Cultural Entrepreneurship: A New Agenda for the Study of Entrepreneurial Processes and Possibilities
Innovation and entrepreneurship lie at the heart of our modern economy. Yet while scholars have long examined the economic drivers of innovation and entrepreneurship, we know less about the cultural forces which shape these dynamics. To the extent that the existing entrepreneurship literature has considered how culture shapes innovation and entrepreneurship, it has mainly been viewed as a constraining force which limited and hindered the creation of novelty. This is especially true for economic approaches to entrepreneurship and innovation. I will present ideas from a recently published book with Mary Ann Glynn that leverages contemporary cultural approaches to entrepreneurship that were, in part, seeded by our 2001 SMJ paper on cultural entrepreneurship. In contrast to conceptualizing culture as a normative constraint, recent scholarship draws more from Swidler's notion of culture as a toolkit, highlighting the importance of cultural skill in the context of entrepreneurial action. I will review key arguments from the book that sketches an agenda for future research on cultural entrepreneurship, highlighting the fruitfulness of a field analytic approach and a focus on projective agency. An example from the development of nanotechnology will be used to illustrate key arguments.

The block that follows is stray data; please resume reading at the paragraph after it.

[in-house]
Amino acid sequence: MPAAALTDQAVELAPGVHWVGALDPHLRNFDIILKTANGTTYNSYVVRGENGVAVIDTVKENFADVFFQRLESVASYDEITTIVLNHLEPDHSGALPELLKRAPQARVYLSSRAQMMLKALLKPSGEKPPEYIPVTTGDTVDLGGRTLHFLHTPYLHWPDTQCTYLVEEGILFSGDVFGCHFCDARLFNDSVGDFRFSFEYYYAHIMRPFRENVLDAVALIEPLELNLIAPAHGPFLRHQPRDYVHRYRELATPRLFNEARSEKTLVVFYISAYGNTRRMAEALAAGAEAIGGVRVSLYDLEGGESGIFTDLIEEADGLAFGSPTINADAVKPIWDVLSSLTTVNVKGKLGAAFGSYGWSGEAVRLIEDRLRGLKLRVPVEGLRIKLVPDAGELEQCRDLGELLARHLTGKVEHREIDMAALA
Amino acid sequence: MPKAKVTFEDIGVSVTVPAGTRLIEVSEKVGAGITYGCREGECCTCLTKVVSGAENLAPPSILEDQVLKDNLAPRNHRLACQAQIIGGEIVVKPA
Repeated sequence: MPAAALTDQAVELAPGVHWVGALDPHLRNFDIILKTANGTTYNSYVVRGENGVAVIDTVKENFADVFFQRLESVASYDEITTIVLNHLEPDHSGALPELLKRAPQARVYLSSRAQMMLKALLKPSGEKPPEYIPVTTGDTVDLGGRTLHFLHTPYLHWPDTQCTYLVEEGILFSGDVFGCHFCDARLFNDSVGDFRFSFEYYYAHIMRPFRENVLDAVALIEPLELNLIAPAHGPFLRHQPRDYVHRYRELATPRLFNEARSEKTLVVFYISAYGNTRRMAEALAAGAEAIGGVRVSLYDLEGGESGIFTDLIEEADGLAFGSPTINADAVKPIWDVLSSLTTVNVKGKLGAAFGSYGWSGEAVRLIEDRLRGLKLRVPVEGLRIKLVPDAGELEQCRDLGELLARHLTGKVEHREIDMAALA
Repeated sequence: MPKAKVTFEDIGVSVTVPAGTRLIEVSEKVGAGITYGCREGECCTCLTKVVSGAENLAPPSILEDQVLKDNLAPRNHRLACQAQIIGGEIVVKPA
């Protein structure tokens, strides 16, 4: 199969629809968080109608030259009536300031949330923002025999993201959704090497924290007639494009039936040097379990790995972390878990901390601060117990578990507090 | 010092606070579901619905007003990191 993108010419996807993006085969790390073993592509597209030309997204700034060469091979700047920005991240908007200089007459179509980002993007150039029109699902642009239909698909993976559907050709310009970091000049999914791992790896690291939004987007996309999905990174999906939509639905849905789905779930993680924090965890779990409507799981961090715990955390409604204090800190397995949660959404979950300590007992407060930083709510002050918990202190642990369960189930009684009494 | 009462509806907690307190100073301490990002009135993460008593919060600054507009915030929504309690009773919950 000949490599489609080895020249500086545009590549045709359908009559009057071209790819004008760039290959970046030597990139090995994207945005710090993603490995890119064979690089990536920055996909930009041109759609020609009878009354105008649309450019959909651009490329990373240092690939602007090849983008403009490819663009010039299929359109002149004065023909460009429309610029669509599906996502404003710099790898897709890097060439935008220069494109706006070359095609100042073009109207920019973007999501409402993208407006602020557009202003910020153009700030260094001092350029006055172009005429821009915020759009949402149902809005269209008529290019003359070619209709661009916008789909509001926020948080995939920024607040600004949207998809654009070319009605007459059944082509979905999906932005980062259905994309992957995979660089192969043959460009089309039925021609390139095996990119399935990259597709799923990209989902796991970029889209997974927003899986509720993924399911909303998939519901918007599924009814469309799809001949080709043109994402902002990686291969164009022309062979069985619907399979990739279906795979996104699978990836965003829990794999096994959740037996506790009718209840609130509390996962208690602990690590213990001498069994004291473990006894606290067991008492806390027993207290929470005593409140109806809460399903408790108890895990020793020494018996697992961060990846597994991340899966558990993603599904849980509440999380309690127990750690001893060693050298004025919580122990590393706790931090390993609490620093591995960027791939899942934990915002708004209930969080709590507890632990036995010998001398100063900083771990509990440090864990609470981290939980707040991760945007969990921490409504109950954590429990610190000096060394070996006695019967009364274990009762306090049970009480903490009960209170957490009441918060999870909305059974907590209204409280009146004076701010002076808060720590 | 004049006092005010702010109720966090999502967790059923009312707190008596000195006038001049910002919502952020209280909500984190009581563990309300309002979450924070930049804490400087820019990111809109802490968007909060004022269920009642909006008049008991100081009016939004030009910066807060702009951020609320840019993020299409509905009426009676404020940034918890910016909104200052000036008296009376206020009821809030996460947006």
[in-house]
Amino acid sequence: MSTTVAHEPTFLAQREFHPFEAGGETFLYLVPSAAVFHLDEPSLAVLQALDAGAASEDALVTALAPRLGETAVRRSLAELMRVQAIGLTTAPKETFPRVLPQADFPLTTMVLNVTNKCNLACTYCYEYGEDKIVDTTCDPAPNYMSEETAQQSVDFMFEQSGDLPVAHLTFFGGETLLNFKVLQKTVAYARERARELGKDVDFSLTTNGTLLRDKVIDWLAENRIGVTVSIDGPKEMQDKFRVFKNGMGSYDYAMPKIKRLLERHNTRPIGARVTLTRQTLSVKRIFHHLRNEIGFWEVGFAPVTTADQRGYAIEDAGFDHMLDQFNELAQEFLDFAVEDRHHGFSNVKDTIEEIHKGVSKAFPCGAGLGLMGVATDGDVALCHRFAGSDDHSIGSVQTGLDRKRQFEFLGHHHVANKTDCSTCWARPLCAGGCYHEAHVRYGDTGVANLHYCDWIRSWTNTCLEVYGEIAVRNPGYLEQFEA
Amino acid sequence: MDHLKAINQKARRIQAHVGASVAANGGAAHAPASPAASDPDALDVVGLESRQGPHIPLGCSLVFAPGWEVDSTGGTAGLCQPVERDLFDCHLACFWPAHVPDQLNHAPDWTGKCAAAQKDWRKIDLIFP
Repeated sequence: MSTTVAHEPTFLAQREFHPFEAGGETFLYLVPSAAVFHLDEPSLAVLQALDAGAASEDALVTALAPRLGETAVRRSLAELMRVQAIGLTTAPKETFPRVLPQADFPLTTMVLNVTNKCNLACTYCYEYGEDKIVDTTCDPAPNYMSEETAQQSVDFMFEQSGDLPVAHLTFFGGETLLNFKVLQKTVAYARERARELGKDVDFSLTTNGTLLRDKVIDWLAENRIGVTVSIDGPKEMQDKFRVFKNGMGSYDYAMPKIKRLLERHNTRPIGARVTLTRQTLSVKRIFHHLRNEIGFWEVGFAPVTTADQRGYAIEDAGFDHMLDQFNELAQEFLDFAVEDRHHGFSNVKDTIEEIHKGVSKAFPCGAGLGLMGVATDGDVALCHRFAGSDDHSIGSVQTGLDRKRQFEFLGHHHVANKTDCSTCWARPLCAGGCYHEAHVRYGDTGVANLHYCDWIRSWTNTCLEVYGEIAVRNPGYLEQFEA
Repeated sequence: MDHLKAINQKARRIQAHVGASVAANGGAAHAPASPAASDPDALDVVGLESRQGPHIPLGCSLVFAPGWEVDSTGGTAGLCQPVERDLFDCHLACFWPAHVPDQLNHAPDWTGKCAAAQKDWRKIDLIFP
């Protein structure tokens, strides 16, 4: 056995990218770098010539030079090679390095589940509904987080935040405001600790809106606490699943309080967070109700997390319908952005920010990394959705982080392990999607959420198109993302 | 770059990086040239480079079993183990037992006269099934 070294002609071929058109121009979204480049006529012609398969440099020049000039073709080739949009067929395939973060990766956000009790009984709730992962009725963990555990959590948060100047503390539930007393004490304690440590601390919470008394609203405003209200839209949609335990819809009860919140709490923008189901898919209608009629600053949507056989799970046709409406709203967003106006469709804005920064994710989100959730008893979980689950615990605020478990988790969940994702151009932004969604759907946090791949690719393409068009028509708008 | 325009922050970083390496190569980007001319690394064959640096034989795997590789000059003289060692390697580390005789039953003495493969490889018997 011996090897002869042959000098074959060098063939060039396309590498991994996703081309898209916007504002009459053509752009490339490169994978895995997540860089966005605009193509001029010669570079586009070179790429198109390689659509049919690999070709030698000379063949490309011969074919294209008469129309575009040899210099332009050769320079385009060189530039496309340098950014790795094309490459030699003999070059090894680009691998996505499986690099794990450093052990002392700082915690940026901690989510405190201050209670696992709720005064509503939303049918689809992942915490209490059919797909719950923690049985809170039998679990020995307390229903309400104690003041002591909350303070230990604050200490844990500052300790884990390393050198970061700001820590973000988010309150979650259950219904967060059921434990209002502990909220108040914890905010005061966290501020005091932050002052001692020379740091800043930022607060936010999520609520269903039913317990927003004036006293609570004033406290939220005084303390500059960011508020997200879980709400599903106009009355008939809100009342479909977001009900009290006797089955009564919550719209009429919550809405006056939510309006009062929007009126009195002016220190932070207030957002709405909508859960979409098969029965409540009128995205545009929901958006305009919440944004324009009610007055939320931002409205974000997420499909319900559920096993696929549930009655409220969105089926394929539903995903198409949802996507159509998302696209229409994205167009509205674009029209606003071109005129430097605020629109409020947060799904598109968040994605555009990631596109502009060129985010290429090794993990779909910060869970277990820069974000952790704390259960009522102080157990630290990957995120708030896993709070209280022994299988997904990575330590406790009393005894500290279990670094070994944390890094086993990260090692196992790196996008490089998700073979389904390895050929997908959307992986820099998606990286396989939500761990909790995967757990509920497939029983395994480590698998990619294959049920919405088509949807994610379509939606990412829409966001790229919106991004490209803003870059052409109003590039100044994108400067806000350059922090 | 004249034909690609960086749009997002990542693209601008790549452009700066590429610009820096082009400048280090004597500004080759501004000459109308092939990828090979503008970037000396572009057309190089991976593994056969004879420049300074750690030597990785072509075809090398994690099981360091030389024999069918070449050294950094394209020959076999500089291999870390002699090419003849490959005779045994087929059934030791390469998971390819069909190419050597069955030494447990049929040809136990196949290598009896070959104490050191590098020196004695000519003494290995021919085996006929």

Professor Michael Lounsbury is the Canada Research Chair in Entrepreneurship and Innovation at the University of Alberta School of Business. His research focuses on the relationship between organizational and institutional change, entrepreneurial dynamics, and the emergence of new industries and practices. In addition to serving on a number of editorial boards, Professor Lounsbury is the series editor of Research in the Sociology of Organizations. His Ph.D. is in Sociology and Organization Behavior from Northwestern University.